In this day and age, power use is on everyone's mind. Windows Server 2008 R2 helps reduce and optimize power usage in most, if not all, situations; in all cases, savings can be achieved and realized simply by installing the operating system.
Perhaps the easiest savings to point to when upgrading to Windows Server 2008 R2 is in power management. In essence, on the same hardware with the same load factors, Microsoft claims R2 will present anywhere from 10% to 15% -- and sometimes even 18% -- power savings over Windows Server 2003 with Service Pack 2, without requiring any additional configuration.
The largest area of savings is on a server at idle load, thanks mainly to improvements in driver tuning and power management in hardware that can be used by the OS. However, even after loads begin to creep up, clever OS management features can maintain a significant reduction in power consumption. This is made possible through a rewritten processor power-management engine and enhancements to storage power management, among other features. Hyper-V 2.0 is also able to harvest most of these power-savings improvements, making the power story a compelling one for companies with data centers approaching capacity in terms of space and power.
Core parking is another interesting feature that intelligently detects loads on a system and prioritizes and optimizes the distribution of that processing workload among all of the cores available to the operating system. For instance, on single quad-core processor, core parking will enable modest workloads to be carried out only on one core and allow the remaining three cores to remain in a power-saving inactive state. When workloads become heavy enough to require the use of other cores, the OS "lights up" the other cores as necessary to handle the duties, and then returns them to the inactive state -- creating, in other words, a "bursting" of processor capacity.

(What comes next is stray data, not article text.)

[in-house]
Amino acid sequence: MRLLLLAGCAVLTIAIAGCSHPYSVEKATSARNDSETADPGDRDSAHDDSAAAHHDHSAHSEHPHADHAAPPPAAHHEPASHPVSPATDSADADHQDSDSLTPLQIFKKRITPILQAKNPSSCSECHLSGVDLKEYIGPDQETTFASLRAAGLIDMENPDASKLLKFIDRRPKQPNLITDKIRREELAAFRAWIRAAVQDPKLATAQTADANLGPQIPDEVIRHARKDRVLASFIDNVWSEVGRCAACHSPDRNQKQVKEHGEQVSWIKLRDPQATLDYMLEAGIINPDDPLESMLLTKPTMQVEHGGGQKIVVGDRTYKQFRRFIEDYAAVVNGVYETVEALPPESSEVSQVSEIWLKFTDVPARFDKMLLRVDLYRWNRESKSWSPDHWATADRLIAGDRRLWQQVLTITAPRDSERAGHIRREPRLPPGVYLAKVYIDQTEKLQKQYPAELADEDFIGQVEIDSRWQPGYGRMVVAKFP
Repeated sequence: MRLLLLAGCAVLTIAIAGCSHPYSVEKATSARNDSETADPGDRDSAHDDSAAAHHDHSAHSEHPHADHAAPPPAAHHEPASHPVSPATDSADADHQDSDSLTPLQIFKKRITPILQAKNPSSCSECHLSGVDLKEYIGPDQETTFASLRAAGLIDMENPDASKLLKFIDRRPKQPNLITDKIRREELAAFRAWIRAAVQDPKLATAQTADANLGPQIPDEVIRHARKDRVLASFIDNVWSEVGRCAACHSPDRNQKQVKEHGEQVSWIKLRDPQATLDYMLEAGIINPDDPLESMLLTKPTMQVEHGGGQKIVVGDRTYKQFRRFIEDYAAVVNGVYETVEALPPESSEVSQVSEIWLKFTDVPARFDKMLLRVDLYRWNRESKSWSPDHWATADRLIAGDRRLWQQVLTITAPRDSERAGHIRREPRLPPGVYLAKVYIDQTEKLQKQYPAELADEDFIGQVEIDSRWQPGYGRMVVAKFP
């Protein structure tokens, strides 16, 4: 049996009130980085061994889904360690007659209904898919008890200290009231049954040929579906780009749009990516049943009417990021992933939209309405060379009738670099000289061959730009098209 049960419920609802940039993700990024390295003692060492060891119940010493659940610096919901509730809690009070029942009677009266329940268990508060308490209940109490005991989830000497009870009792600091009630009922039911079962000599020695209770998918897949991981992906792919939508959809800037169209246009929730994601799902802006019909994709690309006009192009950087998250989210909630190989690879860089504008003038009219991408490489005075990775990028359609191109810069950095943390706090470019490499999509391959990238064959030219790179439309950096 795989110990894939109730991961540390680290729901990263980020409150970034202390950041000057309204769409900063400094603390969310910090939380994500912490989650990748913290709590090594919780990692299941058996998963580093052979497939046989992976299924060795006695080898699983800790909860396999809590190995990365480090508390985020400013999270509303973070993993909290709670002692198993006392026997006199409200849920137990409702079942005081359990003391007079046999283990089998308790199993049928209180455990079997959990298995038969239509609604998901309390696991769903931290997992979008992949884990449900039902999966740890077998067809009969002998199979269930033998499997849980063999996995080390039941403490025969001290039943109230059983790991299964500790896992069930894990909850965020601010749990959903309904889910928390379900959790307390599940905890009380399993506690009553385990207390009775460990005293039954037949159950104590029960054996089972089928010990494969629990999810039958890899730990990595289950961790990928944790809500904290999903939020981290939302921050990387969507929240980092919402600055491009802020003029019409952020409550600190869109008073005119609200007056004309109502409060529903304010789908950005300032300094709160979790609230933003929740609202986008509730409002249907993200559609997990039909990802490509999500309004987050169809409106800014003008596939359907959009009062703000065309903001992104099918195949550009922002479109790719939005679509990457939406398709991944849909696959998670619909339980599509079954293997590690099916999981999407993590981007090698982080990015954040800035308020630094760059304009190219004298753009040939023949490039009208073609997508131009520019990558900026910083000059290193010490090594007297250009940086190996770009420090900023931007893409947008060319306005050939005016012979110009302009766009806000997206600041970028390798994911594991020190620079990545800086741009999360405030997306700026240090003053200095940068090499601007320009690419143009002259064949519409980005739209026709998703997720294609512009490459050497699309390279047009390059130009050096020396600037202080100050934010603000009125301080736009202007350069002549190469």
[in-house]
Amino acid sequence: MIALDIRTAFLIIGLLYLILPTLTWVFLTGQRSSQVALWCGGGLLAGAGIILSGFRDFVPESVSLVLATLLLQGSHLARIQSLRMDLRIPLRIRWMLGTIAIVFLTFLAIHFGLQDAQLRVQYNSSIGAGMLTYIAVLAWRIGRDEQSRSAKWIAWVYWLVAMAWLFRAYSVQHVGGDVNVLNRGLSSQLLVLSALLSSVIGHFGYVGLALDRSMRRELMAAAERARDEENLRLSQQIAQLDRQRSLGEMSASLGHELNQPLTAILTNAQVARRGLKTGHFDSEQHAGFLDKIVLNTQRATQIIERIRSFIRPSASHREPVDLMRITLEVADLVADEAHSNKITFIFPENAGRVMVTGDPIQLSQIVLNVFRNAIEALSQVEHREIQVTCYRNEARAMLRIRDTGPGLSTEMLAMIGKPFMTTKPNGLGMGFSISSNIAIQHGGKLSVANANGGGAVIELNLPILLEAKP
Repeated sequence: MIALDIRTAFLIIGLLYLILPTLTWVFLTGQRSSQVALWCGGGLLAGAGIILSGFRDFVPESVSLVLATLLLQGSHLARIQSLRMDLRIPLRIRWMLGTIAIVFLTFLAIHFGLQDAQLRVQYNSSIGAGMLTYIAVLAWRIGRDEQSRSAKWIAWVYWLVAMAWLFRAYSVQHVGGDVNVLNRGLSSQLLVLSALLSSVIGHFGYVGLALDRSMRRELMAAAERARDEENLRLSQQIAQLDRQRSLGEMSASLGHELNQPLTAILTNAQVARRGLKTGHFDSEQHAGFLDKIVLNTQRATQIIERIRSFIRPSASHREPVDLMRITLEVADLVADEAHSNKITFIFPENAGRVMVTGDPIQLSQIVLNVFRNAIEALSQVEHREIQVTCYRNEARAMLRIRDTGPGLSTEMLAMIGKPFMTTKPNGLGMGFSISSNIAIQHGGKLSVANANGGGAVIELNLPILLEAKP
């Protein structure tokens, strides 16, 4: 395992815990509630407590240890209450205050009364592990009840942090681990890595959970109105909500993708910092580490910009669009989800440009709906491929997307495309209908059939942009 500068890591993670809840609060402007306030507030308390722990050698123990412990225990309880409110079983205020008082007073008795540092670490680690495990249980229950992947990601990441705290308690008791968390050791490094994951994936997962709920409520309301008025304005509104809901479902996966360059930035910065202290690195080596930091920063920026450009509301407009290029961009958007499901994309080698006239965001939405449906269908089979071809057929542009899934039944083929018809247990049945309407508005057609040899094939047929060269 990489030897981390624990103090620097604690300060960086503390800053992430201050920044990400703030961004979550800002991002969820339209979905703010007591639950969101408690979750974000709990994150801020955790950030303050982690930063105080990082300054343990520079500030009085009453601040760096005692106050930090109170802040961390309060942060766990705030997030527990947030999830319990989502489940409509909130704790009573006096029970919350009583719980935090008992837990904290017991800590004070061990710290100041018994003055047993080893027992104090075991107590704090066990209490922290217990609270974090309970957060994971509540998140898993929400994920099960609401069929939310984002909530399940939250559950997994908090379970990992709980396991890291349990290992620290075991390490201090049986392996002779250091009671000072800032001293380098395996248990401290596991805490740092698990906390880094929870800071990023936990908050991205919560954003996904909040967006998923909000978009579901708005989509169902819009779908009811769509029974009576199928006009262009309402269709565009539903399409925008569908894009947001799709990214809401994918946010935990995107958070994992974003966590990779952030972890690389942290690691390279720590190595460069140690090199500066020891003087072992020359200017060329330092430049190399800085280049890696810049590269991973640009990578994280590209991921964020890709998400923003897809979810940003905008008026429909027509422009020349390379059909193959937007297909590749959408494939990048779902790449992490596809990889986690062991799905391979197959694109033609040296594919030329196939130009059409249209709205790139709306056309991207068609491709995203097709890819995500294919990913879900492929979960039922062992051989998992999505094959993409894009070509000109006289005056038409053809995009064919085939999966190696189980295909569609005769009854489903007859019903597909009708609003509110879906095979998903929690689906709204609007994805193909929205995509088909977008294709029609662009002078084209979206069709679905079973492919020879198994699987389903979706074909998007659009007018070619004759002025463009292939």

The ability to detect power use and act on that is something new to Windows, and Windows Server 2008 R2 adds power consumption and budgeting information reporting features. Unlike some of the other out-of-the-box features, reporting and budgeting require the server hardware to play along. The hardware itself reports power information via the Advanced Configuration and Power Interface (ACPI) to the operating system, and Windows then exposes that information through Windows Management Instrumentation (WMI) -- including all plan and setting data. Whatever power plan is created can be administered remotely, and whatever existing power-management settings you may have in R1 also can be administered remotely.
Along with this comes the power budgeting feature, useful in certain scenarios where you want to cap the amount of power used by systems. Windows can intelligently control the power use of every device on supported systems, down to the device level in some cases, and establish a "governor" on power use that can be very useful in power-limited situations. For manufacturers, there is a Windows Driver Model (WDM) driver interface available for power budgeting.